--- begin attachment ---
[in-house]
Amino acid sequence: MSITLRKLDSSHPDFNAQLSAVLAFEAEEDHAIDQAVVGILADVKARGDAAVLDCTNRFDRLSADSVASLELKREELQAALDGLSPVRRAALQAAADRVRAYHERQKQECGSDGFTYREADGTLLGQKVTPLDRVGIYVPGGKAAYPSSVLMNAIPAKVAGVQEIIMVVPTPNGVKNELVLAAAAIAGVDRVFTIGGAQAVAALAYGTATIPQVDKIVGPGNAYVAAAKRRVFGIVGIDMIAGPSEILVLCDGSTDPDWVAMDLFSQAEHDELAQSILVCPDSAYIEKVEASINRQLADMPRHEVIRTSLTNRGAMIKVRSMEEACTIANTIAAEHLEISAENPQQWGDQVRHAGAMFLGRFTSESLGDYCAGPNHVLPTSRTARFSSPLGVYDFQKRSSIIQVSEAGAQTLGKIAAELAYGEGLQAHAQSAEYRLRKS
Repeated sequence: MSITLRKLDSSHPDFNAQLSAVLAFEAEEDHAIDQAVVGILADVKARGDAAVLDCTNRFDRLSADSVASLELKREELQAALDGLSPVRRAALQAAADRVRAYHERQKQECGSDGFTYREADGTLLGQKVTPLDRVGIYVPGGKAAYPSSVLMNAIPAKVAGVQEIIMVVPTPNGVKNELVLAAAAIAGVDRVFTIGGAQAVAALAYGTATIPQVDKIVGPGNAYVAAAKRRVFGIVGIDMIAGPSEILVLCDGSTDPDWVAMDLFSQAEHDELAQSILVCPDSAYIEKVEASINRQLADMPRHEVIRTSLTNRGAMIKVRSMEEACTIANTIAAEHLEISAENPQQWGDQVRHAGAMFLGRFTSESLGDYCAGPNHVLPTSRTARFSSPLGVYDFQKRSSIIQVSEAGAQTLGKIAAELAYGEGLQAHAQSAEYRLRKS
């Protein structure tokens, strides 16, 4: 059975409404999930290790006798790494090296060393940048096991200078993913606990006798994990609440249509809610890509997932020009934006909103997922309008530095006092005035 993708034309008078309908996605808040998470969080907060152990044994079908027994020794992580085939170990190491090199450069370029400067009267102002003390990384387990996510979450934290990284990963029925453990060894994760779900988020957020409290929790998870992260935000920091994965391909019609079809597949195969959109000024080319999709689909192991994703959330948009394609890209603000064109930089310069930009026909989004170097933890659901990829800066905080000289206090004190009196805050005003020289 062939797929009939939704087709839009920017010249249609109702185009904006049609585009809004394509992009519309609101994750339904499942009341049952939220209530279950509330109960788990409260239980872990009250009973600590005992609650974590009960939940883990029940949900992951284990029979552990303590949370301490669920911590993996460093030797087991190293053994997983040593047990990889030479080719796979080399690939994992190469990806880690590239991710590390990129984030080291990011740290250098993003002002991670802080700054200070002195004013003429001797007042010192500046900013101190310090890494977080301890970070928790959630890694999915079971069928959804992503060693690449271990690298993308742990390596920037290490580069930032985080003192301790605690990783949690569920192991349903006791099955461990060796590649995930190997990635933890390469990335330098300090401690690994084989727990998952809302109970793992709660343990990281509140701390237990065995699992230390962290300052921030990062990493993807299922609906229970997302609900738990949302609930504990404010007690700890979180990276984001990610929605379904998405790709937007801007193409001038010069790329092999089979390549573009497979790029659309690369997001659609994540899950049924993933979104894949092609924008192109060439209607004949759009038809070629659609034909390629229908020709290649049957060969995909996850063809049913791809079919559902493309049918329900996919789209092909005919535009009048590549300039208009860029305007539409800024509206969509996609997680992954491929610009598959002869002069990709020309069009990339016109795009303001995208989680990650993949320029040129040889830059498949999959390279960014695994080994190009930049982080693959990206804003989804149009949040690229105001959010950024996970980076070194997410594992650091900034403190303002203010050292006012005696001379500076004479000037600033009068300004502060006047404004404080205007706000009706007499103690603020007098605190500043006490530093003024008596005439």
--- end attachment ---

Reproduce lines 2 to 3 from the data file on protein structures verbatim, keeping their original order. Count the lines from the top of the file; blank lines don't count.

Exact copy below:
Amino acid sequence: MSITLRKLDSSHPDFNAQLSAVLAFEAEEDHAIDQAVVGILADVKARGDAAVLDCTNRFDRLSADSVASLELKREELQAALDGLSPVRRAALQAAADRVRAYHERQKQECGSDGFTYREADGTLLGQKVTPLDRVGIYVPGGKAAYPSSVLMNAIPAKVAGVQEIIMVVPTPNGVKNELVLAAAAIAGVDRVFTIGGAQAVAALAYGTATIPQVDKIVGPGNAYVAAAKRRVFGIVGIDMIAGPSEILVLCDGSTDPDWVAMDLFSQAEHDELAQSILVCPDSAYIEKVEASINRQLADMPRHEVIRTSLTNRGAMIKVRSMEEACTIANTIAAEHLEISAENPQQWGDQVRHAGAMFLGRFTSESLGDYCAGPNHVLPTSRTARFSSPLGVYDFQKRSSIIQVSEAGAQTLGKIAAELAYGEGLQAHAQSAEYRLRKS
Repeated sequence: MSITLRKLDSSHPDFNAQLSAVLAFEAEEDHAIDQAVVGILADVKARGDAAVLDCTNRFDRLSADSVASLELKREELQAALDGLSPVRRAALQAAADRVRAYHERQKQECGSDGFTYREADGTLLGQKVTPLDRVGIYVPGGKAAYPSSVLMNAIPAKVAGVQEIIMVVPTPNGVKNELVLAAAAIAGVDRVFTIGGAQAVAALAYGTATIPQVDKIVGPGNAYVAAAKRRVFGIVGIDMIAGPSEILVLCDGSTDPDWVAMDLFSQAEHDELAQSILVCPDSAYIEKVEASINRQLADMPRHEVIRTSLTNRGAMIKVRSMEEACTIANTIAAEHLEISAENPQQWGDQVRHAGAMFLGRFTSESLGDYCAGPNHVLPTSRTARFSSPLGVYDFQKRSSIIQVSEAGAQTLGKIAAELAYGEGLQAHAQSAEYRLRKS